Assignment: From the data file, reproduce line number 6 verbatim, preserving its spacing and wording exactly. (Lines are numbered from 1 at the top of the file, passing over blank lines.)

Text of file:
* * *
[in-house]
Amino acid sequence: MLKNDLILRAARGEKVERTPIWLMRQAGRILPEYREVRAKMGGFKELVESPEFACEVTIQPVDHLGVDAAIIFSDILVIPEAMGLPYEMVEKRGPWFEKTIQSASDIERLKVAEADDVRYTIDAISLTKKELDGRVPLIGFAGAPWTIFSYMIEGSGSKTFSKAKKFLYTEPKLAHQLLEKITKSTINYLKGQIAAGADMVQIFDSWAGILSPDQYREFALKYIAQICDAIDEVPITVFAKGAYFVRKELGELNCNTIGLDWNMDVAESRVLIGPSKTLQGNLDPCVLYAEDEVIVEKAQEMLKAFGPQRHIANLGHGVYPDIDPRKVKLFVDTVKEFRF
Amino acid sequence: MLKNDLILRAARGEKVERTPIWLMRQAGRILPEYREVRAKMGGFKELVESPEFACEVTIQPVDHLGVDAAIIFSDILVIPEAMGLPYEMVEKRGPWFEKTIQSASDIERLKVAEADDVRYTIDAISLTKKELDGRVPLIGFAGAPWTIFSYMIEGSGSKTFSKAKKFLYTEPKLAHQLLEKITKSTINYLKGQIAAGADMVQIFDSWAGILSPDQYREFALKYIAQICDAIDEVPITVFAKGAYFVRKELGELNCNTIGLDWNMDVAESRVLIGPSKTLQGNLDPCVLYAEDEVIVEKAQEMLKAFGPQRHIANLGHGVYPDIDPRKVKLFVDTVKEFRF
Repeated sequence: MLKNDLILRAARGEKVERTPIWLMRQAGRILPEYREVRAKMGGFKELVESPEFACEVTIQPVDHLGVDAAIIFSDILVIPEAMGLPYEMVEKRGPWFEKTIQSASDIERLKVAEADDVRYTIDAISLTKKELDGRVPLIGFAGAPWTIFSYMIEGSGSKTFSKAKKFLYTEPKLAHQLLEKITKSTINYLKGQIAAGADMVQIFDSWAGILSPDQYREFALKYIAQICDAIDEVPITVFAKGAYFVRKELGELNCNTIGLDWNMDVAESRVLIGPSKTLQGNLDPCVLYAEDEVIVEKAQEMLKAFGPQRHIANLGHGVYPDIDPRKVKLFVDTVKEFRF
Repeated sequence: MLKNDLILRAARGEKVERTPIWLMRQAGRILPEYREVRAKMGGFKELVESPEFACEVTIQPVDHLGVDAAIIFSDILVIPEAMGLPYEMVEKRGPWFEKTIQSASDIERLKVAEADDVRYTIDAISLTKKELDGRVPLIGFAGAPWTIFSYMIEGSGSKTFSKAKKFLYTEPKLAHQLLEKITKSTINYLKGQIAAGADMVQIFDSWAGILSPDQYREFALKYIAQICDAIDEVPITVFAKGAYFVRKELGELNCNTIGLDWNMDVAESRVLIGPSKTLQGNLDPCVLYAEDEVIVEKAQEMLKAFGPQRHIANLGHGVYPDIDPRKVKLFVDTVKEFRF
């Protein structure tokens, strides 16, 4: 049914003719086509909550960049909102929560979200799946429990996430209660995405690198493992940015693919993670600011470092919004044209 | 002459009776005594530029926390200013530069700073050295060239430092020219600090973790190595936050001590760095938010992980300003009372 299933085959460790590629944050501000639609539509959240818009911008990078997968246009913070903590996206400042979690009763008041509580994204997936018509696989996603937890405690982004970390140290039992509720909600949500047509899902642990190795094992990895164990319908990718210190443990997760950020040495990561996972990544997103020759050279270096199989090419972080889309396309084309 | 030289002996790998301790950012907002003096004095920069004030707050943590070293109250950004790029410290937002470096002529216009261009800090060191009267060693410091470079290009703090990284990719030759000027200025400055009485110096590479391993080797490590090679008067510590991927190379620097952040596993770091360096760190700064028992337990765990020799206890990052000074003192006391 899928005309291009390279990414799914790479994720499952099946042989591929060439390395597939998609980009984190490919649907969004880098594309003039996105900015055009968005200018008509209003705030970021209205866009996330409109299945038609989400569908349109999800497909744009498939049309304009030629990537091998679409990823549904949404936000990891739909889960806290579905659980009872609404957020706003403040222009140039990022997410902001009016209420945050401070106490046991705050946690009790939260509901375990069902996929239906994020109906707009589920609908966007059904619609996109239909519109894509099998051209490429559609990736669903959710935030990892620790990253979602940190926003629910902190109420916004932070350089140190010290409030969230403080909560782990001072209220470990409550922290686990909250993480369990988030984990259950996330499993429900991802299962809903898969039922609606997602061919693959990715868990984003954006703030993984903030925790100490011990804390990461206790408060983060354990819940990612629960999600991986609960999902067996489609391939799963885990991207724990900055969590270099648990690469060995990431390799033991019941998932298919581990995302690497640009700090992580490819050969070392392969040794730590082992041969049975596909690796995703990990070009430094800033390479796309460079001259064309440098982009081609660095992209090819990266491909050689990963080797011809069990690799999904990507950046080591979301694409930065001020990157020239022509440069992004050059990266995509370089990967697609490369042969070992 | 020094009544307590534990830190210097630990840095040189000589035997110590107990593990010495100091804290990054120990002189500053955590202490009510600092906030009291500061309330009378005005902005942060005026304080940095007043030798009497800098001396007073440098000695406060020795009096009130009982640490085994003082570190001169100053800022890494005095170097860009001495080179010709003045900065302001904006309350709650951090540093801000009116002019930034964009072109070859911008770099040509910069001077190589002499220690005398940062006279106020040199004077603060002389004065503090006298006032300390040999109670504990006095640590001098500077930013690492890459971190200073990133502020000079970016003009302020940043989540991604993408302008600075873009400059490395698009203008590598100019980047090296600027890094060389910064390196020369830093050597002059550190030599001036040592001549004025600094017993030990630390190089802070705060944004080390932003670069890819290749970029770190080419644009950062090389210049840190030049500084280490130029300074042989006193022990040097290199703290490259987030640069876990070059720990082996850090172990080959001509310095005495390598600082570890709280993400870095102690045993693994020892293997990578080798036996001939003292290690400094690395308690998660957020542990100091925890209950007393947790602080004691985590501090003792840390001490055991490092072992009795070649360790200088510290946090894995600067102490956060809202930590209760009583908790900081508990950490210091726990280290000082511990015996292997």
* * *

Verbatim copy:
């Protein structure tokens, strides 16, 4: 049914003719086509909550960049909102929560979200799946429990996430209660995405690198493992940015693919993670600011470092919004044209 | 002459009776005594530029926390200013530069700073050295060239430092020219600090973790190595936050001590760095938010992980300003009372 299933085959460790590629944050501000639609539509959240818009911008990078997968246009913070903590996206400042979690009763008041509580994204997936018509696989996603937890405690982004970390140290039992509720909600949500047509899902642990190795094992990895164990319908990718210190443990997760950020040495990561996972990544997103020759050279270096199989090419972080889309396309084309 | 030289002996790998301790950012907002003096004095920069004030707050943590070293109250950004790029410290937002470096002529216009261009800090060191009267060693410091470079290009703090990284990719030759000027200025400055009485110096590479391993080797490590090679008067510590991927190379620097952040596993770091360096760190700064028992337990765990020799206890990052000074003192006391 899928005309291009390279990414799914790479994720499952099946042989591929060439390395597939998609980009984190490919649907969004880098594309003039996105900015055009968005200018008509209003705030970021209205866009996330409109299945038609989400569908349109999800497909744009498939049309304009030629990537091998679409990823549904949404936000990891739909889960806290579905659980009872609404957020706003403040222009140039990022997410902001009016209420945050401070106490046991705050946690009790939260509901375990069902996929239906994020109906707009589920609908966007059904619609996109239909519109894509099998051209490429559609990736669903959710935030990892620790990253979602940190926003629910902190109420916004932070350089140190010290409030969230403080909560782990001072209220470990409550922290686990909250993480369990988030984990259950996330499993429900991802299962809903898969039922609606997602061919693959990715868990984003954006703030993984903030925790100490011990804390990461206790408060983060354990819940990612629960999600991986609960999902067996489609391939799963885990991207724990900055969590270099648990690469060995990431390799033991019941998932298919581990995302690497640009700090992580490819050969070392392969040794730590082992041969049975596909690796995703990990070009430094800033390479796309460079001259064309440098982009081609660095992209090819990266491909050689990963080797011809069990690799999904990507950046080591979301694409930065001020990157020239022509440069992004050059990266995509370089990967697609490369042969070992 | 020094009544307590534990830190210097630990840095040189000589035997110590107990593990010495100091804290990054120990002189500053955590202490009510600092906030009291500061309330009378005005902005942060005026304080940095007043030798009497800098001396007073440098000695406060020795009096009130009982640490085994003082570190001169100053800022890494005095170097860009001495080179010709003045900065302001904006309350709650951090540093801000009116002019930034964009072109070859911008770099040509910069001077190589002499220690005398940062006279106020040199004077603060002389004065503090006298006032300390040999109670504990006095640590001098500077930013690492890459971190200073990133502020000079970016003009302020940043989540991604993408302008600075873009400059490395698009203008590598100019980047090296600027890094060389910064390196020369830093050597002059550190030599001036040592001549004025600094017993030990630390190089802070705060944004080390932003670069890819290749970029770190080419644009950062090389210049840190030049500084280490130029300074042989006193022990040097290199703290490259987030640069876990070059720990082996850090172990080959001509310095005495390598600082570890709280993400870095102690045993693994020892293997990578080798036996001939003292290690400094690395308690998660957020542990100091925890209950007393947790602080004691985590501090003792840390001490055991490092072992009795070649360790200088510290946090894995600067102490956060809202930590209760009583908790900081508990950490210091726990280290000082511990015996292997």